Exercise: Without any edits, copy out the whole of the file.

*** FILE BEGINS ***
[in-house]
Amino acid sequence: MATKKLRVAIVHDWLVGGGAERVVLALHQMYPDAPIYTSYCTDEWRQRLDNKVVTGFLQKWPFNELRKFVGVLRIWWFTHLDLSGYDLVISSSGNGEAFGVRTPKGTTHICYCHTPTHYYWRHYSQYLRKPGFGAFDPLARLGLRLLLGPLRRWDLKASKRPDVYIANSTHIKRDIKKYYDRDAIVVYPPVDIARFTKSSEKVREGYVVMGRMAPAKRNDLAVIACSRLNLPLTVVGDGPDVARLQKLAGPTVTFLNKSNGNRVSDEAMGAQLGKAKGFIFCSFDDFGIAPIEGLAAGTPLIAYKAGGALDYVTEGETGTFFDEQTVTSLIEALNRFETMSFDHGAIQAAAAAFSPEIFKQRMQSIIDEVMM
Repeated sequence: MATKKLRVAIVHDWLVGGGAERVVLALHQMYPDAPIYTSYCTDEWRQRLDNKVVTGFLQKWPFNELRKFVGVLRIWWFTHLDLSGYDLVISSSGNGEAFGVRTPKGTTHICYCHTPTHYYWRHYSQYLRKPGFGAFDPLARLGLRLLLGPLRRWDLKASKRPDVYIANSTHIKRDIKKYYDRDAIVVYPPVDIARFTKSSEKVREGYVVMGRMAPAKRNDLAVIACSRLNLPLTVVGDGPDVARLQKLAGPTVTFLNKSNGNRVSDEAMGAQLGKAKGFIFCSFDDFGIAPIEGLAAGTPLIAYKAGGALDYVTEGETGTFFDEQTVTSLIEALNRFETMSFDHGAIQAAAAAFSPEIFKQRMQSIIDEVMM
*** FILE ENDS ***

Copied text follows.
[in-house]
Amino acid sequence: MATKKLRVAIVHDWLVGGGAERVVLALHQMYPDAPIYTSYCTDEWRQRLDNKVVTGFLQKWPFNELRKFVGVLRIWWFTHLDLSGYDLVISSSGNGEAFGVRTPKGTTHICYCHTPTHYYWRHYSQYLRKPGFGAFDPLARLGLRLLLGPLRRWDLKASKRPDVYIANSTHIKRDIKKYYDRDAIVVYPPVDIARFTKSSEKVREGYVVMGRMAPAKRNDLAVIACSRLNLPLTVVGDGPDVARLQKLAGPTVTFLNKSNGNRVSDEAMGAQLGKAKGFIFCSFDDFGIAPIEGLAAGTPLIAYKAGGALDYVTEGETGTFFDEQTVTSLIEALNRFETMSFDHGAIQAAAAAFSPEIFKQRMQSIIDEVMM
Repeated sequence: MATKKLRVAIVHDWLVGGGAERVVLALHQMYPDAPIYTSYCTDEWRQRLDNKVVTGFLQKWPFNELRKFVGVLRIWWFTHLDLSGYDLVISSSGNGEAFGVRTPKGTTHICYCHTPTHYYWRHYSQYLRKPGFGAFDPLARLGLRLLLGPLRRWDLKASKRPDVYIANSTHIKRDIKKYYDRDAIVVYPPVDIARFTKSSEKVREGYVVMGRMAPAKRNDLAVIACSRLNLPLTVVGDGPDVARLQKLAGPTVTFLNKSNGNRVSDEAMGAQLGKAKGFIFCSFDDFGIAPIEGLAAGTPLIAYKAGGALDYVTEGETGTFFDEQTVTSLIEALNRFETMSFDHGAIQAAAAAFSPEIFKQRMQSIIDEVMM